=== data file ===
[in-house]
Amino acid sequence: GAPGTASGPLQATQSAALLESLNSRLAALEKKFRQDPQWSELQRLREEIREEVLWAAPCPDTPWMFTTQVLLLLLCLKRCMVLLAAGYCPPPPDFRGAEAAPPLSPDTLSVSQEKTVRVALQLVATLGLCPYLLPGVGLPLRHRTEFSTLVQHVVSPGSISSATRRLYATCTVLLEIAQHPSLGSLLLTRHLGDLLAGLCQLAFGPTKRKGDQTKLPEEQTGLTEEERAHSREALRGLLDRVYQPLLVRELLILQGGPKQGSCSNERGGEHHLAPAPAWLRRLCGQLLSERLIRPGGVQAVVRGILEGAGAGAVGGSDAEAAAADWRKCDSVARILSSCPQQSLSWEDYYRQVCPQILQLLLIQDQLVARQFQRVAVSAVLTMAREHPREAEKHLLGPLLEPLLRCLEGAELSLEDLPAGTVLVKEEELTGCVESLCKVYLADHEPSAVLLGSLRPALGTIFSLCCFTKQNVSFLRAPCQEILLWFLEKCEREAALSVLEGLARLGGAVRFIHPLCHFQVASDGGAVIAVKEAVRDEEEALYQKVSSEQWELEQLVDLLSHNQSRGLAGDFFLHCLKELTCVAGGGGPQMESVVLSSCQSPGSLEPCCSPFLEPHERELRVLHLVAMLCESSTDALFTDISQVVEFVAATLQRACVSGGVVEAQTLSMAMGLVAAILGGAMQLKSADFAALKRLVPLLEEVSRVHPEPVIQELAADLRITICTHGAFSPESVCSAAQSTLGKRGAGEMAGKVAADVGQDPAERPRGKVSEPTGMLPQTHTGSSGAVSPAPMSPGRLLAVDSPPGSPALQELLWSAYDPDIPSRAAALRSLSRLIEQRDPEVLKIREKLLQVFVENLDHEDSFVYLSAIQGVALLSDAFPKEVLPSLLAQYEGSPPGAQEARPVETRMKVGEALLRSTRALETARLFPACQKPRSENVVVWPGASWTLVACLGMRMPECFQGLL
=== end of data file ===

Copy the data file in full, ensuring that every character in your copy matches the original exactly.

[in-house]
Amino acid sequence: GAPGTASGPLQATQSAALLESLNSRLAALEKKFRQDPQWSELQRLREEIREEVLWAAPCPDTPWMFTTQVLLLLLCLKRCMVLLAAGYCPPPPDFRGAEAAPPLSPDTLSVSQEKTVRVALQLVATLGLCPYLLPGVGLPLRHRTEFSTLVQHVVSPGSISSATRRLYATCTVLLEIAQHPSLGSLLLTRHLGDLLAGLCQLAFGPTKRKGDQTKLPEEQTGLTEEERAHSREALRGLLDRVYQPLLVRELLILQGGPKQGSCSNERGGEHHLAPAPAWLRRLCGQLLSERLIRPGGVQAVVRGILEGAGAGAVGGSDAEAAAADWRKCDSVARILSSCPQQSLSWEDYYRQVCPQILQLLLIQDQLVARQFQRVAVSAVLTMAREHPREAEKHLLGPLLEPLLRCLEGAELSLEDLPAGTVLVKEEELTGCVESLCKVYLADHEPSAVLLGSLRPALGTIFSLCCFTKQNVSFLRAPCQEILLWFLEKCEREAALSVLEGLARLGGAVRFIHPLCHFQVASDGGAVIAVKEAVRDEEEALYQKVSSEQWELEQLVDLLSHNQSRGLAGDFFLHCLKELTCVAGGGGPQMESVVLSSCQSPGSLEPCCSPFLEPHERELRVLHLVAMLCESSTDALFTDISQVVEFVAATLQRACVSGGVVEAQTLSMAMGLVAAILGGAMQLKSADFAALKRLVPLLEEVSRVHPEPVIQELAADLRITICTHGAFSPESVCSAAQSTLGKRGAGEMAGKVAADVGQDPAERPRGKVSEPTGMLPQTHTGSSGAVSPAPMSPGRLLAVDSPPGSPALQELLWSAYDPDIPSRAAALRSLSRLIEQRDPEVLKIREKLLQVFVENLDHEDSFVYLSAIQGVALLSDAFPKEVLPSLLAQYEGSPPGAQEARPVETRMKVGEALLRSTRALETARLFPACQKPRSENVVVWPGASWTLVACLGMRMPECFQGLL